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Volunteering with the Salvation Army

A Typical Day for Casa HOY volunteers

I mentioned in an earlier post that Casa HOY had just started working with the Salvation Army here in Cuernavaca. This month’s volunteers, from England and Australia, have continued their volunteer placement there. Although this placement falls under the category of “childcare,” it could also be considered a great place to teach English and other subjects. Here’s a typical day at the Salvation Army with Casa HOY:

Volunteers arrive at 1:30 to join the elementary school kid crowd for lunch. They say grace, and we join them for the meal. The food varies, although you can be sure that a lot of it is donated from Costco because they always have the Costco rolls. I could eat those with every meal. Starting the volunteer work day with lunch is actually the perfect approach to getting to know children. I thought it might be a little awkward showing up to eat without knowing anyone, but as soon as you walk in the door kids are clamoring for you to sit with them. Lunch is a chance for chit-chat, to get to know the kids- what they like, what music they listen to, how their school day was, etc. For me, it feels like the kind of table talk I used to have with my parents after every school day. And even though the answer might be “nothing” to the question “what did you do today?,” you know you’re starting to make a connection.

After lunch, the kids at Salvation Army sit at different tables according to grade level. First and second together, third and fourth at another table, and fifth and six. Casa HOY volunteers divide up so that each table can get help and attention. The Salvation Army is strict about the children finishing their homework before they can play. It’s a good system, helping the children to focus on their work and get it done without too many distractions.

Helping kids with homework: The most important thing to remember is that you CANNOT do the work for them. Sometimes the students will have really mundane tasks, such as copying lines or coloring a picture of a dog for their history class. Fight your urge to help them do it quickly, and save any rude comments about Mexican public schools for drinks with Casa HOY staff afterward. (I love to talk about that stuff). It’s their work, let them do it. Many students, especially third grade and above, have math homework. Math is actually a crucial skill, one that you can teach with a limited Spanish vocabulary. Learn your numbers and the basics: add, subtract, multiply, fractions and so on. Kids need help practicing their multiplication tables- I remember how much help my Mom gave me learning those dang numbers. Weeks, people, weeks. And these kids don’t get private tutors, they don’t get flashcards, they don’t get Sesame Street.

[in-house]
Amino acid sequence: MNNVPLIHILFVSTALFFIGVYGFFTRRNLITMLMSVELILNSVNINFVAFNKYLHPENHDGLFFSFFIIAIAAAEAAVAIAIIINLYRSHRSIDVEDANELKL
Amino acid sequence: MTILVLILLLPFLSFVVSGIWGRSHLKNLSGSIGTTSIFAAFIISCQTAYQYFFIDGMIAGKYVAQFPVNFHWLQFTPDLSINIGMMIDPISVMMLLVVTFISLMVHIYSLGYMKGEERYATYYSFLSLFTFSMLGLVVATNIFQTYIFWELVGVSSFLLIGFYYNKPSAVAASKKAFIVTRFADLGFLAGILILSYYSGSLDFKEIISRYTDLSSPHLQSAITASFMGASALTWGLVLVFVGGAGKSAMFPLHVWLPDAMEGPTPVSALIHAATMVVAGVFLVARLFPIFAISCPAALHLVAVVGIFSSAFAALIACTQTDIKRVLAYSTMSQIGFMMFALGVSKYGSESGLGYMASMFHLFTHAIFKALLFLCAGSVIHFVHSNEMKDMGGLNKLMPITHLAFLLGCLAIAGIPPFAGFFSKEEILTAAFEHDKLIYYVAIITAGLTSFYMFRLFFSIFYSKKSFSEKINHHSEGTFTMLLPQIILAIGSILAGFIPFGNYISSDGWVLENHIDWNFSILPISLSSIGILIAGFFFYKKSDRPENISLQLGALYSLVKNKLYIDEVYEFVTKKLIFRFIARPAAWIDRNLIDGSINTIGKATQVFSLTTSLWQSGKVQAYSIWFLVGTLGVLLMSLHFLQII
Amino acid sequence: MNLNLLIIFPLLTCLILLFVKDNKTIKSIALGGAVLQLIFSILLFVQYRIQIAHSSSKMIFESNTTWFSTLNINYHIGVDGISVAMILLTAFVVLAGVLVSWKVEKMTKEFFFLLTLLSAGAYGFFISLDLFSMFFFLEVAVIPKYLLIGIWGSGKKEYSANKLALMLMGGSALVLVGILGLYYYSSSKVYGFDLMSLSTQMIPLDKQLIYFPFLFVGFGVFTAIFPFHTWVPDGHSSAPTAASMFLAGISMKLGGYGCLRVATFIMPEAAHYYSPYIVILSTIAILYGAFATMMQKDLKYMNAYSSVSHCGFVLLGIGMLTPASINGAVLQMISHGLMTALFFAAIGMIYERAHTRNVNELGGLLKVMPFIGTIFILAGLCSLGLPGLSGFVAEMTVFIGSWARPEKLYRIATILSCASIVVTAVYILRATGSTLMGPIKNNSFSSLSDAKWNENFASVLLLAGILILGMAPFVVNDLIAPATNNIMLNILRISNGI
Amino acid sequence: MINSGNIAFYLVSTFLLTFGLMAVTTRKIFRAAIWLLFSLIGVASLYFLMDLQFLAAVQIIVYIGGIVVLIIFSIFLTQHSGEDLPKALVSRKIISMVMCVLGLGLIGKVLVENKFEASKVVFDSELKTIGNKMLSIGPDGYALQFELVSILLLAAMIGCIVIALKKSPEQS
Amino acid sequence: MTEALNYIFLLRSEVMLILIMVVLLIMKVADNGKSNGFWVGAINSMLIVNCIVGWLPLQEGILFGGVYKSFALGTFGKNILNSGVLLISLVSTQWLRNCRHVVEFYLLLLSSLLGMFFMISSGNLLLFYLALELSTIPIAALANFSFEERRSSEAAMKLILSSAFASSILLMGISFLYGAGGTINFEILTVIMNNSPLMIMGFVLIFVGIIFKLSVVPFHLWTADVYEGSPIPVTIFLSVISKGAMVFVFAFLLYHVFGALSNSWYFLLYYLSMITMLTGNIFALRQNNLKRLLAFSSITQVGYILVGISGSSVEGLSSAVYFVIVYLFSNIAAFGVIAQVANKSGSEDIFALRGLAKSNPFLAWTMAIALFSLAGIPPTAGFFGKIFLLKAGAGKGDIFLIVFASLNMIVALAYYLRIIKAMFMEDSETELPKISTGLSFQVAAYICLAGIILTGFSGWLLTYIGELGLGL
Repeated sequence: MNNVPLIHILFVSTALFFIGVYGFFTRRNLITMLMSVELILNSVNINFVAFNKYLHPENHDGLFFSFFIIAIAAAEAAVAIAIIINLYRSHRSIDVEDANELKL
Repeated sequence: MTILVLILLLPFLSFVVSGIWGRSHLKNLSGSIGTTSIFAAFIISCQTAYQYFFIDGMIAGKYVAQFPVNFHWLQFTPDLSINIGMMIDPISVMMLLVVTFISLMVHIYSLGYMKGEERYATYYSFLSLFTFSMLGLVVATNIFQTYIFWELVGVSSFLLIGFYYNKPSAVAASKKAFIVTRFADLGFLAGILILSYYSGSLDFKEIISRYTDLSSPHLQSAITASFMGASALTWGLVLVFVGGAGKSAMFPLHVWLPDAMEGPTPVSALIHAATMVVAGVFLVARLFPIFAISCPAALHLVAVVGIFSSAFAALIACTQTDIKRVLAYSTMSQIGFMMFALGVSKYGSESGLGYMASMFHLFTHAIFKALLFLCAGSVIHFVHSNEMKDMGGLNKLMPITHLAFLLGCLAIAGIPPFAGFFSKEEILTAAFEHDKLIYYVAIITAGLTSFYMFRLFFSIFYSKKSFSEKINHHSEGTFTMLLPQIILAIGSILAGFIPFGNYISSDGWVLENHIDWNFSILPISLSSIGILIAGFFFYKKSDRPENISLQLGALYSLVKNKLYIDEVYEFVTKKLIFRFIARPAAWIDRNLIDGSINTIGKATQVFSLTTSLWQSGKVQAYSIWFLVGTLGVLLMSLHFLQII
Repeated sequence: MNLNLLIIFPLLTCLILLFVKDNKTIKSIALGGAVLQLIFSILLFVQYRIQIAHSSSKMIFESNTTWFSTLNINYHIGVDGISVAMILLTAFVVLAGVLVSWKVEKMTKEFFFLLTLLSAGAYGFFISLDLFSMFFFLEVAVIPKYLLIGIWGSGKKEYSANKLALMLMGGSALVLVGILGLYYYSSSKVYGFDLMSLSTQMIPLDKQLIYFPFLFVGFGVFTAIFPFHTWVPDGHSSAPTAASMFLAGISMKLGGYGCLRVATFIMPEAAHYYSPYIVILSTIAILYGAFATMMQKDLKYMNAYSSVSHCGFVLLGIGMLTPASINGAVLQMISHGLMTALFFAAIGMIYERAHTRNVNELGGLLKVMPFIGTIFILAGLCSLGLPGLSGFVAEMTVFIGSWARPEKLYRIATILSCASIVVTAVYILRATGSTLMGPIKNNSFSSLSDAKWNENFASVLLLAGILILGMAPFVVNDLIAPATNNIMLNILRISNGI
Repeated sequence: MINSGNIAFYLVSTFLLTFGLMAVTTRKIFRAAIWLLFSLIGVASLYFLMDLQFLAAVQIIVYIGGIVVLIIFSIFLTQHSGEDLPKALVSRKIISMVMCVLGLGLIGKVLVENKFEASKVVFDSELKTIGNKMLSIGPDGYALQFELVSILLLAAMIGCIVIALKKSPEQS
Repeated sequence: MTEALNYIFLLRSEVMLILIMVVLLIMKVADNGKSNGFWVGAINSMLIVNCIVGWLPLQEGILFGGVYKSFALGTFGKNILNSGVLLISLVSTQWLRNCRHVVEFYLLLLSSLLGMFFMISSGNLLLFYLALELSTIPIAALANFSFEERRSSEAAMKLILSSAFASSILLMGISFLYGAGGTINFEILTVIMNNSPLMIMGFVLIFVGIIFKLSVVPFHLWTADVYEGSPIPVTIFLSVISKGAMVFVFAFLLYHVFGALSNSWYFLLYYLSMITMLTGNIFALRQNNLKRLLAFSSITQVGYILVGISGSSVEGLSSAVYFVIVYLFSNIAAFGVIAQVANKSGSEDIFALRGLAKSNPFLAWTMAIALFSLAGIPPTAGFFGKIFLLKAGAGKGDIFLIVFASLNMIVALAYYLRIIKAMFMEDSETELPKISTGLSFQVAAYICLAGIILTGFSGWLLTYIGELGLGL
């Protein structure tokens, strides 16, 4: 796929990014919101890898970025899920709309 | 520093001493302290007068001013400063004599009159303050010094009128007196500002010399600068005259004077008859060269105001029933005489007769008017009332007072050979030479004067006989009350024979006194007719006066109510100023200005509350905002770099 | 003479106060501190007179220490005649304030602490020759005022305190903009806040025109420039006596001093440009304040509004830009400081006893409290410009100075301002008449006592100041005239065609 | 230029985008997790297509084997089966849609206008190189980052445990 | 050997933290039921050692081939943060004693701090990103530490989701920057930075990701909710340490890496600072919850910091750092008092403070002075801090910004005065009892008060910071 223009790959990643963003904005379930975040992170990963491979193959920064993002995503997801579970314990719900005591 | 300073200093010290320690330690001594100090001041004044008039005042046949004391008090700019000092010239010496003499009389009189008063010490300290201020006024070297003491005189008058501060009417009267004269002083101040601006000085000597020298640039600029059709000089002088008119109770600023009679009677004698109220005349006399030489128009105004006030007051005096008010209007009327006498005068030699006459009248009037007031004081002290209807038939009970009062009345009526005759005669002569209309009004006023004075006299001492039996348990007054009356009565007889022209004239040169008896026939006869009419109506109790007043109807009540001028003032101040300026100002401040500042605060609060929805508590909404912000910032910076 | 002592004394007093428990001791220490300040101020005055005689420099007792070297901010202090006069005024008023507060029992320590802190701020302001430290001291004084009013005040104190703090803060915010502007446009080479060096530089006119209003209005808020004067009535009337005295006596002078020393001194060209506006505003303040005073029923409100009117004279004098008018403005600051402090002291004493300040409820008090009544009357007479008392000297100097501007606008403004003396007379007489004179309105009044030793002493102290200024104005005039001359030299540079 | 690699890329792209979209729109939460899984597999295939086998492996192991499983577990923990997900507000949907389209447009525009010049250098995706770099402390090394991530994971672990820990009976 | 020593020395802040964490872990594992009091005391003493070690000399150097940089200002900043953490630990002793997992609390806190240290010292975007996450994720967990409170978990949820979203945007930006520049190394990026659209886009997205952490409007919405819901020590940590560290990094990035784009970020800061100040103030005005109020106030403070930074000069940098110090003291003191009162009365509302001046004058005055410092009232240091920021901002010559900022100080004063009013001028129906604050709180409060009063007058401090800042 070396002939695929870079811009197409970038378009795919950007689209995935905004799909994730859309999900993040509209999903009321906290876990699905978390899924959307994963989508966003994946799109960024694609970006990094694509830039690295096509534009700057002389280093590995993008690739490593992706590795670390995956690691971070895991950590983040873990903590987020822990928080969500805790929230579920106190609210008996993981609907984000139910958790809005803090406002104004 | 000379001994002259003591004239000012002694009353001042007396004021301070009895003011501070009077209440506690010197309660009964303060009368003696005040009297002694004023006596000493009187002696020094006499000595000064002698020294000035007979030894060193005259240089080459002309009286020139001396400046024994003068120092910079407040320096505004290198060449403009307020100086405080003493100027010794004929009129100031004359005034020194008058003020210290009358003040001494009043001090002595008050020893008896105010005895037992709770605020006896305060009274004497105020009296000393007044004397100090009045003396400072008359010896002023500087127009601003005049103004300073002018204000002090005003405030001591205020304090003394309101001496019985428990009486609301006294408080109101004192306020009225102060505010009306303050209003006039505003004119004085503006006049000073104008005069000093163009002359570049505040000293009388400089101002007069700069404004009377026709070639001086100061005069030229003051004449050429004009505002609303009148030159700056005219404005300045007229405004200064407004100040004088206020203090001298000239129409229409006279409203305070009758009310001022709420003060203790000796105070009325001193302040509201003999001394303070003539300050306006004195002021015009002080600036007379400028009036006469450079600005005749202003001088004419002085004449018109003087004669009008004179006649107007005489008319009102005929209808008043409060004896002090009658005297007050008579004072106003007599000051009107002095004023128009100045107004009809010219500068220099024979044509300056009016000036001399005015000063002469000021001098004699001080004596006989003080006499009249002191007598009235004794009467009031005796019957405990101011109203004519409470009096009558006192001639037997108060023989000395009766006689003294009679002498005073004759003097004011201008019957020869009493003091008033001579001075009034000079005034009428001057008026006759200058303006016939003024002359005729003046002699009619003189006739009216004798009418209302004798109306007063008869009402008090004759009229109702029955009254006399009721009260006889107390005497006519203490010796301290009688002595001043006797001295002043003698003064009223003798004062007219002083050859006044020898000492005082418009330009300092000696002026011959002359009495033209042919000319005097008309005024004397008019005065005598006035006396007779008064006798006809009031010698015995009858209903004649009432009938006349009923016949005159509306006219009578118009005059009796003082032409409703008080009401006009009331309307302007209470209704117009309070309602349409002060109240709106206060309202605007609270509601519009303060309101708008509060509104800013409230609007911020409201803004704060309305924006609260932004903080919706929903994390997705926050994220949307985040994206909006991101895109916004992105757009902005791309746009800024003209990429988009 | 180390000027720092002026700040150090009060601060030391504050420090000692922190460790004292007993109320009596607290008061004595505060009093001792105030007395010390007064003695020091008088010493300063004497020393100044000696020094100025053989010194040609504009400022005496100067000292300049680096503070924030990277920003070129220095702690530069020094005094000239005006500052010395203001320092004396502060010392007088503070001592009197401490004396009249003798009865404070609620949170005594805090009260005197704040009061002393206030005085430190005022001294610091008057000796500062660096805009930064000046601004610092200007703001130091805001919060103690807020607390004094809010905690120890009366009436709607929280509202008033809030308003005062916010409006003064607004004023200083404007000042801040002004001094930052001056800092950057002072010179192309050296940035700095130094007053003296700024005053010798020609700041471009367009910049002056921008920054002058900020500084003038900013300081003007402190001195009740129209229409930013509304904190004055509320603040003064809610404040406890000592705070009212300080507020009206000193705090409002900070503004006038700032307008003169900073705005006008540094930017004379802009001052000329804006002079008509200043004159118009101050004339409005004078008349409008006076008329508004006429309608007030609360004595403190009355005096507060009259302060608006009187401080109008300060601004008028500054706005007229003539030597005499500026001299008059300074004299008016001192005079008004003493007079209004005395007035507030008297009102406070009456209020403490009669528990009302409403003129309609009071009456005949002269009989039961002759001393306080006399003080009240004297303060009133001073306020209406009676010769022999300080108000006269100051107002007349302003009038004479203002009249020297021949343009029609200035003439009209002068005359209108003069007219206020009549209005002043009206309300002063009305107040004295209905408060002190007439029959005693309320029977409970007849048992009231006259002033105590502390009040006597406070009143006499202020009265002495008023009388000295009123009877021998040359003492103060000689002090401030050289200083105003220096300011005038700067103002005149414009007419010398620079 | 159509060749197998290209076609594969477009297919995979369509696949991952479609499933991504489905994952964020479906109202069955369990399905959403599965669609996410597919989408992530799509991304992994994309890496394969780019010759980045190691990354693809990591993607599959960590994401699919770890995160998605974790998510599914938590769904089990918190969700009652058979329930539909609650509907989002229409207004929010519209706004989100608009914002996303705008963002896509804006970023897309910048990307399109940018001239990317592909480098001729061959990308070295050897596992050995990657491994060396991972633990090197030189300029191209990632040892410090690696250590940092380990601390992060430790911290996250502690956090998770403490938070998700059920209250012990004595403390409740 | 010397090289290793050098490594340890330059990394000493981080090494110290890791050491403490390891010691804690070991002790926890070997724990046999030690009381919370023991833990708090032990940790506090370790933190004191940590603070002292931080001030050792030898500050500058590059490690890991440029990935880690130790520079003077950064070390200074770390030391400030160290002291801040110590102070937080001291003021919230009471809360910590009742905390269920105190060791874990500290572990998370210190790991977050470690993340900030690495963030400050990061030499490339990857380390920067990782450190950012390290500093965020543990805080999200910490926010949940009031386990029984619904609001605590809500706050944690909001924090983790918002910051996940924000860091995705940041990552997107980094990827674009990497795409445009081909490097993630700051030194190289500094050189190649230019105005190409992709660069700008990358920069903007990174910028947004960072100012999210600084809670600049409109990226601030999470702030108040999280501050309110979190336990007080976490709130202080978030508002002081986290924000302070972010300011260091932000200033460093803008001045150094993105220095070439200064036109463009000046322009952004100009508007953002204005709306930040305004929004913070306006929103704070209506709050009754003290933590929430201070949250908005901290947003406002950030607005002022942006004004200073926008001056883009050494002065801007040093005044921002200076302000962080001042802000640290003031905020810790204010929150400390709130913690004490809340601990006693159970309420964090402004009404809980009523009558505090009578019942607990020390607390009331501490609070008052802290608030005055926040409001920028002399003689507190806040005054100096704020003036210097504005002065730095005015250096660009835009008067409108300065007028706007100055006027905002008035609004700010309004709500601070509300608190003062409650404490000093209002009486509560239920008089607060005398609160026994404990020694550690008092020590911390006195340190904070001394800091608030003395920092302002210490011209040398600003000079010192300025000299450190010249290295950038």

Once children have finished their homework and had it checked by the supervisor (around 4 pm), they’re allowed to play. And while playtime at the Salvation Army is a little less dramatic, it doesn’t mean it’s less chaotic. Kids can play soccer and tag on a property adjacent to the building, and there isn’t really any adult supervision. That means balls get kicked at heads and off the property and there’s usually someone crying or at least teary eyed.

Fortunately these kids are super sweet and adorable, and they’re young enough that you can brush the dirt off their scratched knee, give them a little hug and they’ll move on. They’re not hardened against life, and that kind of attitude is inspiring, especially for a cranky judgmental girl like me. Creativity and personalities abound, and as long as yours isn’t lacking, you won’t be left with a dull moment.

Posted by UnMejorHOY 26.04.2012 14:29 Archived in Mexico Tagged parties travel mexico de reyes international traditions community cultural volunteer casa voluntourism casa_hoy participatory rosca

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